Fischer, Michael Jackson, Hoffman and Williams (the latter two both Oscar-winning actors), were considered geniuses in their chosen craft, and yet, they were all most certainly depressed, in clinical terms. People tell me they find it confusing how someone so talented and successful could be so unhappy.
Here's my take on this phenomenon, revisited:
Bobby Fischer has died at the age of 64. America's only world chess champion and a true prodigy, Bobby brought chess into mainstream consciousness in America over three decades ago. He certainly inspired me in his famous match with Boris Spassky in the summer of 1972, right after I had graduated from high school. I watched every game on PBS, and then went on to start a chess club at Rider College in my freshman year. I once got to see Bobby work his magic, playing against 20 of Westchester County's best players simultaneously, winning all 20 games in about an hour. He even smiled wryly at one point when he recognized that one of the challengers was playing one of Fischer's own games against him!
As a budding young psychotherapist, I also knew that Bobby Fischer was probably a paranoid schizophrenic. That both saddened me and fascinated me. It saddened me because he became emotionaly too unstable to continue revolutionizing the game of chess. Instead he descended into madness and isolation over the years. It fascinated me because I wondered how one could be so innovative and brilliant (Fischer's IQ was purported to be 181), and yet also be insane. I pondered this question for many years, and often thought about Bobby Fischer when I did.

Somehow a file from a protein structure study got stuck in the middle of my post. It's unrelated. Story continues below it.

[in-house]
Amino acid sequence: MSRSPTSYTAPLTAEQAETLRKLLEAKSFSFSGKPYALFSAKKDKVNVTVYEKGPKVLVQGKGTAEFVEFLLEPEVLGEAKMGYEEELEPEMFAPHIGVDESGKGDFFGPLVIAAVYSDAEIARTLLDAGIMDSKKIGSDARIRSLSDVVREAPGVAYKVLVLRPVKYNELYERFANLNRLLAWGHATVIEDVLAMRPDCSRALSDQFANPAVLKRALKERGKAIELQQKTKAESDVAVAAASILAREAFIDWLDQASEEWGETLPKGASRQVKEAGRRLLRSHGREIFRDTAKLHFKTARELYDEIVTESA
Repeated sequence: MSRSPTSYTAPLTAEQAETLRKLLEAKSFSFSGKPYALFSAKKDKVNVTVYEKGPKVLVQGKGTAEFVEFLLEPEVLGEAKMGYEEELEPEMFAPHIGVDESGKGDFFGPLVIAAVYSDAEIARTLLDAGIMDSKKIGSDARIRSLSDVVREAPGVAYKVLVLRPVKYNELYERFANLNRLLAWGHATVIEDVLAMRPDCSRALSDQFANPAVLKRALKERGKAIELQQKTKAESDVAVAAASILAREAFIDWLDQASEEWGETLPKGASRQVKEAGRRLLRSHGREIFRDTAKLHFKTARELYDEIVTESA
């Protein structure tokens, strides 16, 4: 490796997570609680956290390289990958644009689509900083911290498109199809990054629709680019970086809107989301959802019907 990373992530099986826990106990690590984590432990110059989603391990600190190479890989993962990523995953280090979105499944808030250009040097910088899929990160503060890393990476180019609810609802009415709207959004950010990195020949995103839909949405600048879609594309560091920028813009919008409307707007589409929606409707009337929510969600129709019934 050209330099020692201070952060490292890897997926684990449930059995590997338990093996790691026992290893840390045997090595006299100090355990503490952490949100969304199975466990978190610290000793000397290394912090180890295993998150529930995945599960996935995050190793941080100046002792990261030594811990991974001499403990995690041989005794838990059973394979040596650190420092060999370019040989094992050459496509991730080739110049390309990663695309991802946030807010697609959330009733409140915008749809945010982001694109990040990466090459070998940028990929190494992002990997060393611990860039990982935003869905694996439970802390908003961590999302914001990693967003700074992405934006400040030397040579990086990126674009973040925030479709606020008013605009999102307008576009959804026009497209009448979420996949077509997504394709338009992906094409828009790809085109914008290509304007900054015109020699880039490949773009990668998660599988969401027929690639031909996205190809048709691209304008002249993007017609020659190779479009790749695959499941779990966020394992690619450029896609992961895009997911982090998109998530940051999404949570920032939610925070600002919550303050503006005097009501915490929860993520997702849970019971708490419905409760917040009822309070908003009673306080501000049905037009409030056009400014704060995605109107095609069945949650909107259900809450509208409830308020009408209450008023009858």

The conclusion I came to ultimately was that most people have at least a "window" open in their psyche to their highest self, no matter how pressing their other disturbances and conflicts might be. Each person comes into life with innate gifts to bear, some even monumentally so. From Mozart to Mickey Mantle, from Judy Garland to John Forbes Nash, we have plenty of examples of greatness co-existing with deep fatal flaws in the mind. In the lives of so many people I meet, in fact, I frequently see the same thing - areas of talent and light shining through the window of an otherwise "ordinary" life, constricted by the rigid belief systems and suppressed emotions we created in childhood and have not dismantled.
Is there a purpose for the existence of these windows? Yes. It is the soul's way of reminding us of who we truly are, of what we can and will become as we progress on our journey towards self-actualization. It is our inner inspiration to fulfillment. As Bobby Fischer inspired me and perhaps millions of others in the 1970's to explore the world of chess, our own flashes of creativity and brilliance can inspire us to do the selfwork necessary to explore our own inner world and advance our own evolution.
Thanks, Bobby, for the bright light that briefly shown through you.
And thank you all!